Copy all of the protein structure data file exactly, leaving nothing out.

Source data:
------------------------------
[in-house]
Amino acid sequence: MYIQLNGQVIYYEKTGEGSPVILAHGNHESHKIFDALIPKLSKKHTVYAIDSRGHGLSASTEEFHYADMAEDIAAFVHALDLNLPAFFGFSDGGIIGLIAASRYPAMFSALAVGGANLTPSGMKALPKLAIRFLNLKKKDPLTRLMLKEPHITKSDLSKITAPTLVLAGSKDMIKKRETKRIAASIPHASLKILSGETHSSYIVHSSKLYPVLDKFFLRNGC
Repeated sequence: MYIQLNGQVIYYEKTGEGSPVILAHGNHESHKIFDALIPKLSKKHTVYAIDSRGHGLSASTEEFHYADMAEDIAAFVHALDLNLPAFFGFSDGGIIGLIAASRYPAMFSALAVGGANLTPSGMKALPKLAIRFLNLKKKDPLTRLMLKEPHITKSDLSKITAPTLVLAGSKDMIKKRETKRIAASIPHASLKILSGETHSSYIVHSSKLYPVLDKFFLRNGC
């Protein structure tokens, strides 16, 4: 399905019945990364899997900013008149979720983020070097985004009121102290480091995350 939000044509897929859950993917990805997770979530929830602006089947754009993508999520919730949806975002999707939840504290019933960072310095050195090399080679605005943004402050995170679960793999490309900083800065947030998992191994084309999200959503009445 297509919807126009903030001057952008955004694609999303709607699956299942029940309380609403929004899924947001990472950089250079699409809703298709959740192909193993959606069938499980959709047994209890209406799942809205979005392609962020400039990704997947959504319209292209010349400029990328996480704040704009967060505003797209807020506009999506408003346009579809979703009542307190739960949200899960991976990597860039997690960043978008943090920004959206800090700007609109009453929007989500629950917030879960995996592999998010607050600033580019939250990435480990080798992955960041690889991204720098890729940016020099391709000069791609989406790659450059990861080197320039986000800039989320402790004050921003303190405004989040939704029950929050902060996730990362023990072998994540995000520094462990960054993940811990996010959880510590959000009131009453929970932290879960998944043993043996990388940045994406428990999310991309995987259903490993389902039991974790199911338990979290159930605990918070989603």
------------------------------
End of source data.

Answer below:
[in-house]
Amino acid sequence: MYIQLNGQVIYYEKTGEGSPVILAHGNHESHKIFDALIPKLSKKHTVYAIDSRGHGLSASTEEFHYADMAEDIAAFVHALDLNLPAFFGFSDGGIIGLIAASRYPAMFSALAVGGANLTPSGMKALPKLAIRFLNLKKKDPLTRLMLKEPHITKSDLSKITAPTLVLAGSKDMIKKRETKRIAASIPHASLKILSGETHSSYIVHSSKLYPVLDKFFLRNGC
Repeated sequence: MYIQLNGQVIYYEKTGEGSPVILAHGNHESHKIFDALIPKLSKKHTVYAIDSRGHGLSASTEEFHYADMAEDIAAFVHALDLNLPAFFGFSDGGIIGLIAASRYPAMFSALAVGGANLTPSGMKALPKLAIRFLNLKKKDPLTRLMLKEPHITKSDLSKITAPTLVLAGSKDMIKKRETKRIAASIPHASLKILSGETHSSYIVHSSKLYPVLDKFFLRNGC
């Protein structure tokens, strides 16, 4: 399905019945990364899997900013008149979720983020070097985004009121102290480091995350 939000044509897929859950993917990805997770979530929830602006089947754009993508999520919730949806975002999707939840504290019933960072310095050195090399080679605005943004402050995170679960793999490309900083800065947030998992191994084309999200959503009445 297509919807126009903030001057952008955004694609999303709607699956299942029940309380609403929004899924947001990472950089250079699409809703298709959740192909193993959606069938499980959709047994209890209406799942809205979005392609962020400039990704997947959504319209292209010349400029990328996480704040704009967060505003797209807020506009999506408003346009579809979703009542307190739960949200899960991976990597860039997690960043978008943090920004959206800090700007609109009453929007989500629950917030879960995996592999998010607050600033580019939250990435480990080798992955960041690889991204720098890729940016020099391709000069791609989406790659450059990861080197320039986000800039989320402790004050921003303190405004989040939704029950929050902060996730990362023990072998994540995000520094462990960054993940811990996010959880510590959000009131009453929970932290879960998944043993043996990388940045994406428990999310991309995987259903490993389902039991974790199911338990979290159930605990918070989603």